Whitecaps on Lake Erie by Robert Beveridge
Our favorite tree,
across from 98th in Edgewater Park.
A big maple, halfway
between the water and Lake Avenue,
a short walk from the playground.
A good, a very good
place to sit, to watch the water
with a riesling and some sandwiches.
Too often, we are sucked
in by life’s mundanities: the job,
the slow divorce, bad weather.
Here we can forget that we will cross
Lake Avenue at sundown
and I will go back to visitation
rights and papers, you
will go back to your husband.
But for now the sun
is behind the clouds, and the wind
blows whitecaps against the shore.
You shiver, press your back
closer to my chest, my arms
tighten, just a little, about you.
A half-full glass of riesling sits
just off the blanket beside us,
perched on a sheared-off maple root.
You turn your head up,
our lips press tight, then open
as the first rain patters
on the highest leaves above us.
The water stirs. The waves
get higher, whitecaps try
to turn away the rain
and fail. Water comes
together with water, as flesh
with flesh. Our clothes drift
lazy on the wind, float down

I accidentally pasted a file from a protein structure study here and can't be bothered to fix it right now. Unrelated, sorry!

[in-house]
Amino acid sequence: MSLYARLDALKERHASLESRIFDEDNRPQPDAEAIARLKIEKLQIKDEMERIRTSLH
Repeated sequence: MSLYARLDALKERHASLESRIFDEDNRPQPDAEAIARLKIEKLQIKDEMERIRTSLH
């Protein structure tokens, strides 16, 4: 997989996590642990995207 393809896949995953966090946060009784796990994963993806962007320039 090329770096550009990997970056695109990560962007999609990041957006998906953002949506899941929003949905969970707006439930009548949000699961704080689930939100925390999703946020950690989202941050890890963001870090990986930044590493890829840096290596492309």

to cover the eyes
of the tiger who watches us
in beige and brown
Whitecaps on Lake Erie, 2, no break
from our blanket’s design.
Rain on my back, on your cheeks,
drops that search for a way
between our lips, our bellies,
find none, drip to the plush
We are alone here, in this rain,
us, our blanket, the half-full
glass of wine that sits
on the flat root. We pause
and watch it. Raindrops
splash into the riesling,
raise its level one drop further,
wine and water mix
in some sort of outdoor communion.
I feel your lips upon my throat,
the motion of you beneath me, turn
my eyes away from the glass
and its mingling liquids,
concentrate again on you,
our eyes locked and smiling,
familiar motions of two bodies
deep in love.
We are our own communion,
slow and gentle, chilled in rain.
We taste the flesh
of one another’s lips
and liquids mingle, my rain
into your wine, deep and immediate,
without question or concern.
Such is the way
of our love; deep. Sacred.
We mix, and cannot separate.
Soon we’re dressed again, and dry
as two with only a blanket
for a towel can be,
and the walk back to the car
is long, so long.
Every step another lifetime
as we trudge back towards Lake Avenue,
Whitecaps on Lake Erie, 3, no break
and our lives. The rain
has stopped, seeps into the earth
as it always does, and the wind.
It has passed, it has gone
wherever wind goes, left
the surface of the lake calm,
placid, just a ripple here and there
from fish. They come together,
separate, leave nothing
but a ripple, soon smoothed,
until they come again.
©2019 Robert Beveridge
November 2018 marked Robert Beveridge’s thirtieth anniversary as a publishing poet. When not writing, he makes noise (xterminal.bandcamp.com) in Akron, OH. Recent/upcoming appearances in Pink Litter, Triadæ, and Welter, among others.